March 26 Avalanche Advisory

Hello! This is Steve Karkanen with backcountry avalanche information from the West Central Montana Avalanche Center for Friday, March 26, 2010.

Avalanche Accident (preliminary information posted 1400 on 3/29)

On Saturday March 27, a 29 year snowmobiler from St Maries, Idaho died in an avalanche accident near Missoula Lake on the Superior Ranger District of the Lolo National Forest. This area is on the MT/ID border 10 air miles SW from Superior, MT. The individual was highmarking a steep chute and was making the last run of the day when the slab released. He was caught and carried for an estimated 800 feet, was strained through trees and completely buried (about 4 feet deep) in a terrain trap. His partners were in a safe location, witnessed the avalanche and quickly located their friend with transcievers and dug him up. He died from his injuries shortly after he was dug up.

Investigators from the West Central Montana Avalanche Center on the Lolo National Forest went to the site Sunday to document the accident.

Initial indications are that this was a wet slab avalanche that released on a bed surface of surface hoar and small grained facets that formed several weeks ago. The avalanche was on a 6200′ NW aspect and was triggered at about 6PM so the slope would have had direct sun on it for a few hours. Temperatures at the nearby Hoodoo Basin SNOTEL (at 6050′) reached 41 degrees Saturday. The crown was estimated to be about 2 – 2.5 feet deep and 300-400 feet across.

A more detailed report will be posted on missoulaavalanche.org and Westwide (avalanche.org) after the investigation team interviews witnesses and completes their investigation.

Our thoughts are with his family and friends during this difficult time.

Current Avalanche Danger

On any terrain steeper than 35 degrees above 6000 feet within the advisory area, the avalanche danger is MODERATE. Natural avalanches are unlikely but human triggered avalanches are possible. On all other terrain above 6000 feet and at lower elevations, the avalanche danger is LOW. Natural and human triggered avalanches are unlikely.

During warm afternoons, or whenever it starts raining, the avalanche danger will quickly rise to CONSIDERABLE, when the probability increases dramatically that you will trigger an avalanche and that natural avalanches are a real possibility.

Weather and Snowpack Analysis

We received several inches of snow in the mountains earlier this week during the quick moving storm that came through the area Monday night and Tuesday. Stuart Peak and Twin Lakes SNOTEL received the most moisture with 1.3 and 1.5 inches of SWE respectively. The Northern Bitterroot picked up 1 inch at Hoodoo while the lower elevation passes received about .5 inches of SWE. The snow came in fairly warm and settled rapidly during the warm temperatures Wednesday and Thursday leaving most sites with modest new snow depths. The passes didn’t gain any depth with the new snow.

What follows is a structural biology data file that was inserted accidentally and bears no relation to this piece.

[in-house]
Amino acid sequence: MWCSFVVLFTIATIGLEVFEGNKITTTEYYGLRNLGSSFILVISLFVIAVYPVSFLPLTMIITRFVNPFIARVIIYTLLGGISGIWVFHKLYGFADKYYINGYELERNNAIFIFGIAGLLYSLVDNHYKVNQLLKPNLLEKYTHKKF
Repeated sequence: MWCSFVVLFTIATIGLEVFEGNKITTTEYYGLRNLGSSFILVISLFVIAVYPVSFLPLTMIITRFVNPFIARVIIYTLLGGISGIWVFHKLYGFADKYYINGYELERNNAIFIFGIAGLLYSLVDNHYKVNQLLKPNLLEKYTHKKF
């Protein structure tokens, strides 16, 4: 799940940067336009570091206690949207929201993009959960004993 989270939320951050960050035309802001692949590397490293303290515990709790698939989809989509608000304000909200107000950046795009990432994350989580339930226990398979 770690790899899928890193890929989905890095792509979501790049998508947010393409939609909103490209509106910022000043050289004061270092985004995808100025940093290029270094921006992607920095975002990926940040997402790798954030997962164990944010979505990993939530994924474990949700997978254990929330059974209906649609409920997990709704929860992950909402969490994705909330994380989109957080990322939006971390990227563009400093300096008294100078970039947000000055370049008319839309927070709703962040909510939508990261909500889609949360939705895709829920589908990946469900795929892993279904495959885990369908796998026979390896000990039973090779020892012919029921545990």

Stability tests were showing the new snow to be bonding well and continued strengthening of the buried surface hoar layer about 16 inches deep. North aspects are the most suspect as we are still seeing clean failures when enough force is applied. We are seeing moderate range compression test scores with high quality shear planes on the old surface hoar layer. This is on the more shaded northerly aspects. Rutschblock scores were high (RB6, Q3) at both Lookout and Rattlesnake sites. Above 6000 feet near Lookout observers were seeing failures propagate but it was taking a lot of force to get these results.

We still see a lot of variability of the snowpack structure in Western Montana and the surface hoar layer we’ve been concerned about just keeps hanging in there. It remains important to look for this weakness especially after any new snowfall.

Weather Forecast and Avalanche Outlook

The National Weather Service Office in Missoula is forecasting that a Pacific storm system will bring a long duration light snow event into the Northern Rockies this evening through Saturday. Mountain passes are expected to receive as much as 6 inches during this period. By Saturday, these showers will cease and warmer temperatures will return as high pressure builds back into the area.

Expect moderate avalanche danger conditions to continue on the steeper terrain. As temperatures warm, expect to see many point release avalanches on steeper slopes in areas that receive significant snowfall amounts.

This is the last regular avalanche advisory of the season. We will issue information statements or advisories if needed depending on weather and snow conditions during the next few weeks. Many of our observers have returned to their other important duties or simply can no longer access the terrain they frequent during the course of the winter. If you get out and find conditions worthy of passing along, please do contact us at [email protected] or call our office number at 406-530-9766.